Cleaning Tips To Get You Through The Holidays
With the holidays just around the corner, chances are good that you’ll be entertaining and/or having houseguests. In either case, you’ll want your home and its contents to look their best. To that end, we offer up some of our favorite cleaning tips that may help you get through the holidays with a bit less stress and your home no worse for the wear.
Candle Wax Clean-ups
Holidays tend to put extra wear and tear on your home — and sometimes candles are the culprits. At this time of year, folks use lots of them. Candle glow is warm, festive and romantic, but candle wax is a pain to get out when it drips onto your carpet. When this happens, you have two options: Chill it with an ice cube and scrape it off with the edge of a butter knife or cover the drops with a paper towel or brown paper bag and gently run a warm iron over the spot. Start with a fairly low temperature and keep checking and increasing as you go along. You’ll be amazed at how well either of these methods will work. By the way, if the candle is colored, use the chill method rather than the heat to avoid staining the carpet.
Cleaning a Pan Bottom
If there’s anything that goes part in parcel with holiday entertaining, it’s cooking. And one of the most laborious aspects of cooking is the cleanup. When you have a dirty frying pan, try this cleaning method. It usually will remove all the black, cruddy buildup from the bottom of a pan or an electric skillet, for that matter. Place the pan or skillet upside-down, inside a plastic garbage bag. Pour ammonia onto the back of the pan, but avoid getting ammonia on the cooking surface side. Lay an absorbent cloth over the ammonia and then add more ammonia until the rag is saturated. Close the plastic bag, making an airtight seal. Let the pan soak overnight, or for at least eight hours. Remove the pan from the bag and rinse it off in hot water. Use a steel wool scrubbing pad to eliminate extra-tough spots. While this method will make your cookware look like new, it can damage nonstick coatings, so we suggest that you clean them the old fashioned way using mild dishwashing liquid and hot water.
Ovens that self-clean
Part of the “good life” is having appliances that do the work for you, like self-cleaning ovens for instance. Sometimes we’re inclined to give them a little help with a commercial oven cleaner and a good hand-scrubbing to loosen cooked-on goo, but it’s not the right thing to do. Chemicals can pit and ruin the porcelain surface, and when the oven reaches 850 degrees or 900 degrees during the high-heat self-cleaning cycle, chunks of porcelain as big as six inches across can start popping off the oven walls. Put away the cleaner and rubber gloves and relax while your oven self-cleans. Once it’s done what it’s supposed to do, wipe up the carbon ash residue with a damp cloth. It’s less work, more fun and won’t damage your oven.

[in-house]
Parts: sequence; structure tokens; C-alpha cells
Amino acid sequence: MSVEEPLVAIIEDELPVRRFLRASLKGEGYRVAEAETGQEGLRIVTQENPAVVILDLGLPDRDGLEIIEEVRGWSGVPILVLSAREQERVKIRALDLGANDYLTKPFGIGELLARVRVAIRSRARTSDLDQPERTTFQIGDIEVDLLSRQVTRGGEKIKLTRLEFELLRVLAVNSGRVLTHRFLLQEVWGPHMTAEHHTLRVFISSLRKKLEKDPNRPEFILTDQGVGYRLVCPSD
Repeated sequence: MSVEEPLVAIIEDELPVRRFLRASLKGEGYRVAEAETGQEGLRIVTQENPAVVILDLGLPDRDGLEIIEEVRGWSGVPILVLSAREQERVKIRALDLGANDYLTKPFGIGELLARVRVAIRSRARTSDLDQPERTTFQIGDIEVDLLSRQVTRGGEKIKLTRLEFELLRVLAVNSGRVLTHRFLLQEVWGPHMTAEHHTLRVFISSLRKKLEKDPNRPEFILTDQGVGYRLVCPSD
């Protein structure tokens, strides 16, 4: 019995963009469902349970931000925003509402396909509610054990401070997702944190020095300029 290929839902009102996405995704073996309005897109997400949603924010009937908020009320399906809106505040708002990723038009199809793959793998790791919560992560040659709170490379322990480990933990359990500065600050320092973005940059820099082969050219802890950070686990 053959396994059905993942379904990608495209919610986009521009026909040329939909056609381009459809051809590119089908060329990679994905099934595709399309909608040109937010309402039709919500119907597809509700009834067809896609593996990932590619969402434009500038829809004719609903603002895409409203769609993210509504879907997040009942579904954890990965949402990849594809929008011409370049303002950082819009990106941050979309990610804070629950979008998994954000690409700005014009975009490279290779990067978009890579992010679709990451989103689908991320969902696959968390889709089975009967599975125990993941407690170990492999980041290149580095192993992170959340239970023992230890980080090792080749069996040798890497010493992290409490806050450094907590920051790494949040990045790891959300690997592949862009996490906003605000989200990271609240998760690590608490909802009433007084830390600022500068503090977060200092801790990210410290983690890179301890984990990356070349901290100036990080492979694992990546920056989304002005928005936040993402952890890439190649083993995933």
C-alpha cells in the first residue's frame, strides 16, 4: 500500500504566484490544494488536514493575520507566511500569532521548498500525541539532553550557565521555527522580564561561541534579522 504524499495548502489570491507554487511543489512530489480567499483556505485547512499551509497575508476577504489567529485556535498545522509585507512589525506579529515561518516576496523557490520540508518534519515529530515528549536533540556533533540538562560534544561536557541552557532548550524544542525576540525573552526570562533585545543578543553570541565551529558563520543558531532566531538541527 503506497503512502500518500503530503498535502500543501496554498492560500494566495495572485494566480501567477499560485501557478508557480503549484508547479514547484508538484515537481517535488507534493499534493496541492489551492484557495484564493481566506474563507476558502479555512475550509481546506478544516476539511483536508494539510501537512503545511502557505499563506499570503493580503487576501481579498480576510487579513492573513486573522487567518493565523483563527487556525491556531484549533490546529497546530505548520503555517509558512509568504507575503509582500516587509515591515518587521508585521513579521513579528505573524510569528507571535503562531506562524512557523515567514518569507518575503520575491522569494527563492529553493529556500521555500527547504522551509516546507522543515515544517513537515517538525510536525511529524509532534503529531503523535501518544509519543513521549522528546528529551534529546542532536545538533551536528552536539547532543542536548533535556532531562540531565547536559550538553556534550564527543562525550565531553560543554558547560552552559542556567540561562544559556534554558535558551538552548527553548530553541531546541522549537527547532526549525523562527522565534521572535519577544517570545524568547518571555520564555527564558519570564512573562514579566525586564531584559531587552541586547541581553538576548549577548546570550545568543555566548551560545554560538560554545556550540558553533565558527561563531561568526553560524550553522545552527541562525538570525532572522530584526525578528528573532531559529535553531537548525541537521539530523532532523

Removing White Rings on Furniture
It never fails during a holiday party or large gathering. Sooner or later, somebody is going to set a wet glass on your fine furniture and leave it there long enough to create a nasty white ring. First, remember the stain is in the waxed finish, not the wood. Here’s how to get it out. Make sure the surface is clean and dry, and then place a small amount of mayonnaise directly on the white ring. Cover the area with a piece of plastic wrap and let it sit for about 30 minutes. Remove the wrap and lightly rub the mayo into the finish using a nylon-scouring pad working with the grain. Then wipe up the remaining mayo with a soft cloth and restore luster to the area with some lemon oil or paste wax. The white ring will be gone. Next time, have plenty of coasters and politely remind your guests to use them.
Red Wine on Light Carpet
Holiday entertaining is full of cheer and often with wine and spirits that accidentally make their way onto your carpet. If your carpet is dark a drop or two of fine wine will likely go unnoticed. However, if you have light-colored wall-to-wall carpeting and the spill is a nice cabernet or merlot, the red spot will stick out like a sore thumb. What’s more, it can remain there forever unless you take quick and decisive cleaning action. First, don’t panic! Instead, grab a box of table salt and club soda. If you don’t have club soda, water will do. Sprinkle salt on the stain (enough so that it starts soaking up the red wine). When the salt turns red, vacuum it. Then apply club soda or water, and blot with paper towels or a white terrycloth rag. Follow up with more salt, and keep repeating the process until the salt goes from pink to white. Then give a final rinse and blot the spot to remove any leftover salt. It could take several days, but the stain eventually will fade away. A trick to avoid spills that works for us is to fill wine glasses a little less full and a little more often.
For more home improvement tips and information search our website or call our listener hot line 24/7 at 1-800-737-2474.